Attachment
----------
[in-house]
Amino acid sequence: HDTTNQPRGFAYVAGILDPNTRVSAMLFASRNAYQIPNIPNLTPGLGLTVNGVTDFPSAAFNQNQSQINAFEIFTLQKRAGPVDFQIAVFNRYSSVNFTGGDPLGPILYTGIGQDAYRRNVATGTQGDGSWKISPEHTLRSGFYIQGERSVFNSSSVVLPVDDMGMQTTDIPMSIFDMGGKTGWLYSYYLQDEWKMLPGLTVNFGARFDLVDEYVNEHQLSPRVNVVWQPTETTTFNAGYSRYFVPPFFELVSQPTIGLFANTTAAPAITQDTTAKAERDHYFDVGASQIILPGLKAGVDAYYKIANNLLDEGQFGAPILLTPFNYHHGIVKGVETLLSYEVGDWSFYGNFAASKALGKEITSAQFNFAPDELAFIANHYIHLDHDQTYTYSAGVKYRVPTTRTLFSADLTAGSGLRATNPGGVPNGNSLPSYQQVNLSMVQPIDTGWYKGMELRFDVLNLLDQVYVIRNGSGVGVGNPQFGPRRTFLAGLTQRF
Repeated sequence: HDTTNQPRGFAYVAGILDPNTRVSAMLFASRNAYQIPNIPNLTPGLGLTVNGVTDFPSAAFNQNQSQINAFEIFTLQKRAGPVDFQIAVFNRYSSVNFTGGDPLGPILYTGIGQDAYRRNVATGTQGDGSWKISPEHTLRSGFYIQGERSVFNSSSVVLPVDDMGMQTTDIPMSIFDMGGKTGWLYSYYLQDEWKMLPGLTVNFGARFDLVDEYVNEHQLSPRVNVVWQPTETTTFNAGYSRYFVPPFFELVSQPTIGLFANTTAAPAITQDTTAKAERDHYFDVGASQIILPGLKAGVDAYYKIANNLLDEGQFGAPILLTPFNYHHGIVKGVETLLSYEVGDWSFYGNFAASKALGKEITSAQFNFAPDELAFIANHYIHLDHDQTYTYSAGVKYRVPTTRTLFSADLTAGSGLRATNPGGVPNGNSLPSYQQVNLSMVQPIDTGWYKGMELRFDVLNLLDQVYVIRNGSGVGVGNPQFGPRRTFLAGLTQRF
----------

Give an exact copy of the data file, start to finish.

[in-house]
Amino acid sequence: HDTTNQPRGFAYVAGILDPNTRVSAMLFASRNAYQIPNIPNLTPGLGLTVNGVTDFPSAAFNQNQSQINAFEIFTLQKRAGPVDFQIAVFNRYSSVNFTGGDPLGPILYTGIGQDAYRRNVATGTQGDGSWKISPEHTLRSGFYIQGERSVFNSSSVVLPVDDMGMQTTDIPMSIFDMGGKTGWLYSYYLQDEWKMLPGLTVNFGARFDLVDEYVNEHQLSPRVNVVWQPTETTTFNAGYSRYFVPPFFELVSQPTIGLFANTTAAPAITQDTTAKAERDHYFDVGASQIILPGLKAGVDAYYKIANNLLDEGQFGAPILLTPFNYHHGIVKGVETLLSYEVGDWSFYGNFAASKALGKEITSAQFNFAPDELAFIANHYIHLDHDQTYTYSAGVKYRVPTTRTLFSADLTAGSGLRATNPGGVPNGNSLPSYQQVNLSMVQPIDTGWYKGMELRFDVLNLLDQVYVIRNGSGVGVGNPQFGPRRTFLAGLTQRF
Repeated sequence: HDTTNQPRGFAYVAGILDPNTRVSAMLFASRNAYQIPNIPNLTPGLGLTVNGVTDFPSAAFNQNQSQINAFEIFTLQKRAGPVDFQIAVFNRYSSVNFTGGDPLGPILYTGIGQDAYRRNVATGTQGDGSWKISPEHTLRSGFYIQGERSVFNSSSVVLPVDDMGMQTTDIPMSIFDMGGKTGWLYSYYLQDEWKMLPGLTVNFGARFDLVDEYVNEHQLSPRVNVVWQPTETTTFNAGYSRYFVPPFFELVSQPTIGLFANTTAAPAITQDTTAKAERDHYFDVGASQIILPGLKAGVDAYYKIANNLLDEGQFGAPILLTPFNYHHGIVKGVETLLSYEVGDWSFYGNFAASKALGKEITSAQFNFAPDELAFIANHYIHLDHDQTYTYSAGVKYRVPTTRTLFSADLTAGSGLRATNPGGVPNGNSLPSYQQVNLSMVQPIDTGWYKGMELRFDVLNLLDQVYVIRNGSGVGVGNPQFGPRRTFLAGLTQRF